with Courtney Slazinik
3 Steps for Perfect Exposure for Every Photo
Manual Mode
3 Steps for Perfect Exposure for Every Photo

Learning how to get the strongest technical photo straight out of camera will be one of the biggest keys to being able to achieve your creative and artistic visions. Technical skills in photography aren’t everything. What is that saying about rules being made to be broken? But, it helps if you learn the rules before you break them.

This is the best explained post I've seen on exposure! Perfect for beginners! Read -

Read more: Zone System: The Basics

There are a few steps to getting perfect exposure for every photo when you click the shutter button. You need to know how the exposure triangle works and how each of the three areas impact the photo. Two other important skills are learning how to read your in camera meter and learning to read the histogram. Let’s break those steps down.

  • No.

    In order to get correct exposure when you are shooting in manual mode, you will need to learn how aperture, shutter speed, and ISO work together.  When you change one of these three things it impacts how much light the camera will allow in to make the photo.  Once you understand what each part does, you can use them to help you make the best creative choices to allow you to achieve your creative vision.

    Aperture will impact the depth of focus for the photo.  If you choose to shoot wide open, like f/1.8, then you will be letting a lot of light in and will have a shallow depth of focus (less of the photo beyond your subject will be in focus).  If you choose to shoot closed down, like f/11, then you will be letting significantly less light in and you will have a wider depth of focus (more of the photo will be in focus).

    Read more: Simple Guide to Understanding Aperture (and How to Use it)

    Shutter speed will allow you to freeze motion (or could create a blurry photo if the shutter speed is too low).  The lower the shutter speed (like 1/50) the more light you will be letting in for exposing the photo.  The higher the shutter speed (like 1/4000) the less light you will be letting in.  You will need a lower shutter speed in low light conditions and a higher shutter speed in bright sunny conditions.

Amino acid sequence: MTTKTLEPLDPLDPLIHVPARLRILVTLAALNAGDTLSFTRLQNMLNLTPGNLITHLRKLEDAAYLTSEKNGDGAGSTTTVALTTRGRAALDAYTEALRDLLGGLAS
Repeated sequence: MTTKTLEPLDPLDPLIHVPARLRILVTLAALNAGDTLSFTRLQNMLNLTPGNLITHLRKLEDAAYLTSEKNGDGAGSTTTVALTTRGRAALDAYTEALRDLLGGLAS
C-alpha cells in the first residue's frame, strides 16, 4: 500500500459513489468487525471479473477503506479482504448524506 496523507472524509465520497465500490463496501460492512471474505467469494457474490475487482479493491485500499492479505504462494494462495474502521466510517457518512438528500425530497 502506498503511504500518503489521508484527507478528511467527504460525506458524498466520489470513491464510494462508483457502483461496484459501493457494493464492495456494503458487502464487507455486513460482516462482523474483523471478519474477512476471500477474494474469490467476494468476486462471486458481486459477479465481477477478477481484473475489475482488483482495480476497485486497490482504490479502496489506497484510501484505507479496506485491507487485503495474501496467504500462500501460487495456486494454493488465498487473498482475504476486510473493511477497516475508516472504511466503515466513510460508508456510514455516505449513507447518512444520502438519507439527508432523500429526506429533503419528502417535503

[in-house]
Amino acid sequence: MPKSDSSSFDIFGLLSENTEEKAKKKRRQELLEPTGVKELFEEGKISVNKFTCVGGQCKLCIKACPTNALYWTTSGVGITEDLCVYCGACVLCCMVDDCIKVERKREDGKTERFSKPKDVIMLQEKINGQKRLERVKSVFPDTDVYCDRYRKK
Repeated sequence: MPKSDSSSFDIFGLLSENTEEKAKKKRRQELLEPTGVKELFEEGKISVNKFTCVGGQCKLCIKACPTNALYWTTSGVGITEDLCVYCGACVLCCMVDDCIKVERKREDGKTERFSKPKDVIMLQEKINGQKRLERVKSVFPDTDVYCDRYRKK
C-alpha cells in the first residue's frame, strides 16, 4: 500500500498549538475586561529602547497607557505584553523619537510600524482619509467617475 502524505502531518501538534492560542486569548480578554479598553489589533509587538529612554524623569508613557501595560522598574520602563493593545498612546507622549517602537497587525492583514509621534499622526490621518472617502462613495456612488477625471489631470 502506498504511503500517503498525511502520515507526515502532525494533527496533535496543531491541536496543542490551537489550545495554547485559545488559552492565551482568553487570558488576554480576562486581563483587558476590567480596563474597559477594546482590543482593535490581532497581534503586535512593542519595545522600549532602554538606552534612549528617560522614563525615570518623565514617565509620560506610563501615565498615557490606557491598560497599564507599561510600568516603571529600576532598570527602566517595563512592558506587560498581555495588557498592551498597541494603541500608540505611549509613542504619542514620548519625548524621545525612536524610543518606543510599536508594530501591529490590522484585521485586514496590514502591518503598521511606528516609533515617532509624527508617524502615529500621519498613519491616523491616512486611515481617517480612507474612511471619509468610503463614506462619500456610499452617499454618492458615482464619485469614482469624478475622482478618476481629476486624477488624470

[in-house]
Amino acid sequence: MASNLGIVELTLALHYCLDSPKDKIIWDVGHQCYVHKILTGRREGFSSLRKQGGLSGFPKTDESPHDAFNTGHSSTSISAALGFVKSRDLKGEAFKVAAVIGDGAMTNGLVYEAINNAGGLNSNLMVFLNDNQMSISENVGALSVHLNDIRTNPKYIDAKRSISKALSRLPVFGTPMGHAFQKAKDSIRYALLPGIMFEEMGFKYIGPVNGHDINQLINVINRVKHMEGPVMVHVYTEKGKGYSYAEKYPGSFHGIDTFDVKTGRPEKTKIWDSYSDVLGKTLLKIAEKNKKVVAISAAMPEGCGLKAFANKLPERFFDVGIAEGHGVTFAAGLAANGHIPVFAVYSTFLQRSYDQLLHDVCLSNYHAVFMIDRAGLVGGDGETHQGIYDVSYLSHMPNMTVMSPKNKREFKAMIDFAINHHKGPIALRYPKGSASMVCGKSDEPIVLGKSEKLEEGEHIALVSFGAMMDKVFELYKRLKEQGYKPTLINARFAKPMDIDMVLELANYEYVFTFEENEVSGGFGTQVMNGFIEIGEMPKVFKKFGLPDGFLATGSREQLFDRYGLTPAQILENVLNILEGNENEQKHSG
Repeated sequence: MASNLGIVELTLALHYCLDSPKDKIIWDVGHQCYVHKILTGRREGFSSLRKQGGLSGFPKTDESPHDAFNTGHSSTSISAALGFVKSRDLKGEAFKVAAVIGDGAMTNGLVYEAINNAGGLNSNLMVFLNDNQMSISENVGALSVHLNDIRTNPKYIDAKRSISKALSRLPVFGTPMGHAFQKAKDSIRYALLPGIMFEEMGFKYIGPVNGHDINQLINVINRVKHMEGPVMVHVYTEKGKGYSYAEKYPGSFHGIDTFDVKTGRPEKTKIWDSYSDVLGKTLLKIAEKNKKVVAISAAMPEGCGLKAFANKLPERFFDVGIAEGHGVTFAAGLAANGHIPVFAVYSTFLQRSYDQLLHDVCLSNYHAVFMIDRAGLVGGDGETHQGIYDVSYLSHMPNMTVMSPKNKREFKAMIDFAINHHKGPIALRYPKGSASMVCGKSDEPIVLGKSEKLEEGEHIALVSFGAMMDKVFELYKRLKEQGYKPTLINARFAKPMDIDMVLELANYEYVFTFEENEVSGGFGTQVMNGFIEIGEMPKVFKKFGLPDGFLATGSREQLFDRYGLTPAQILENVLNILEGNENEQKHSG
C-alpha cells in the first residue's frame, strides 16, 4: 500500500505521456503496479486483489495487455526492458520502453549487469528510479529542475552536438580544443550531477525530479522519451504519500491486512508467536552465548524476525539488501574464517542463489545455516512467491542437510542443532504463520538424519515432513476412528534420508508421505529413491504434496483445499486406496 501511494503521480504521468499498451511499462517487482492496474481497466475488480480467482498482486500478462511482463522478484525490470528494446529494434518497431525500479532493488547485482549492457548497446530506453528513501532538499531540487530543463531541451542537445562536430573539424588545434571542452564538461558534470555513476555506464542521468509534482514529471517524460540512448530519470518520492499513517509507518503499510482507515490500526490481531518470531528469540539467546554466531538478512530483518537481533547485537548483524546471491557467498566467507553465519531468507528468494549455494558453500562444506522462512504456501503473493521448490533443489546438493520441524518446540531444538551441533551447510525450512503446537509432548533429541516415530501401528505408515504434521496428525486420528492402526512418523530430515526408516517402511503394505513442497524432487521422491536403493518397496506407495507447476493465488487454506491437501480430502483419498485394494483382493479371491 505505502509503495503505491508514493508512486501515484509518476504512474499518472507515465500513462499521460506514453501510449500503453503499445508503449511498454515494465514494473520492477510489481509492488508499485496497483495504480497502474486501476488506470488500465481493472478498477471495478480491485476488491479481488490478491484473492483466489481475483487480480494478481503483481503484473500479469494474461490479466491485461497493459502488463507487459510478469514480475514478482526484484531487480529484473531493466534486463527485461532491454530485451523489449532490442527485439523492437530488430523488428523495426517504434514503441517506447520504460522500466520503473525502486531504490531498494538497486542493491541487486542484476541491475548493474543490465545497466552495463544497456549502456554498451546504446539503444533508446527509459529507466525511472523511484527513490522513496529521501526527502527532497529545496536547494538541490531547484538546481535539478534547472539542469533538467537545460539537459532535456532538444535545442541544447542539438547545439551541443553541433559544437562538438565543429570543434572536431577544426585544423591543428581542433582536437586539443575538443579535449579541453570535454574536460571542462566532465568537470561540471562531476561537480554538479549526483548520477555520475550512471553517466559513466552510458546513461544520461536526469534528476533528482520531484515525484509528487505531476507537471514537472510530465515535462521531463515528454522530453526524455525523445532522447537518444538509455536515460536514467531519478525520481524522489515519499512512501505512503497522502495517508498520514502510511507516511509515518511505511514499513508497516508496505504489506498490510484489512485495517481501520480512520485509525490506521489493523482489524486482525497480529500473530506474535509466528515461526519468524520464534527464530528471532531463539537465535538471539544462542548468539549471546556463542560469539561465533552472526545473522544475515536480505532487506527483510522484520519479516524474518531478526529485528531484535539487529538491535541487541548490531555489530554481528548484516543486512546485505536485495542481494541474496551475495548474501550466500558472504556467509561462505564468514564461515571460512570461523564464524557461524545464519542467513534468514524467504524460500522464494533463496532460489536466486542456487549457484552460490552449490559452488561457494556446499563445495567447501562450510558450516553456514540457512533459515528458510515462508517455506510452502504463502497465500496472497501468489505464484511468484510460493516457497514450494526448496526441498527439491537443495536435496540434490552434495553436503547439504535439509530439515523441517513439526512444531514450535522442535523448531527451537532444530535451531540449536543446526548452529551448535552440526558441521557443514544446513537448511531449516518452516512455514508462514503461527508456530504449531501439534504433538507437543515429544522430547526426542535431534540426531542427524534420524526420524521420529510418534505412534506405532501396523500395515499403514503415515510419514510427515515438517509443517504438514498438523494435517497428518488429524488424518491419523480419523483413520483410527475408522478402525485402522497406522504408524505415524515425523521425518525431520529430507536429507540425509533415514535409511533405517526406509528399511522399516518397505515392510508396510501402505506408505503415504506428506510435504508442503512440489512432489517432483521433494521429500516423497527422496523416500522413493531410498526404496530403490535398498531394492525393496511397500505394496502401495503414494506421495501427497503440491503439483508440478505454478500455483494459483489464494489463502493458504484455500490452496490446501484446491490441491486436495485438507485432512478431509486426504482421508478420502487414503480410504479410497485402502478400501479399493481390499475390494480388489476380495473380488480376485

And finally, ISO is the third part of the exposure triangle that allows you to let in more light for exposure.  When you increase your ISO you let in more light.  This is often the last part of the triangle that I will adjust.  If I have set my aperture at f/2.8 and my shutter speed at 1/100 (and do not want to go lower) but my image will be underexposed, then I will increase my ISO.  The more you increase your ISO, the more digital noise you will see in your image so there are benefits to keeping it as low as you can.

    The most important part of this is to use the shutter speed, aperture, and ISO together to get correct exposure.  If one part of the triangle is off then your photo will be under exposed (too dark) or over exposed (too bright).

    exposure triangle

    Read more: How to shoot in manual mode

  • No.
    camera meter

    When you are shooting in manual mode one of tools you can use to help set correct exposure is the camera meter in your camera (you can see it when you look through the viewfinder).  Cameras have an internal light meter that reads and analyzes the scene to determine whether your photo will be properly exposed based on the settings you choose.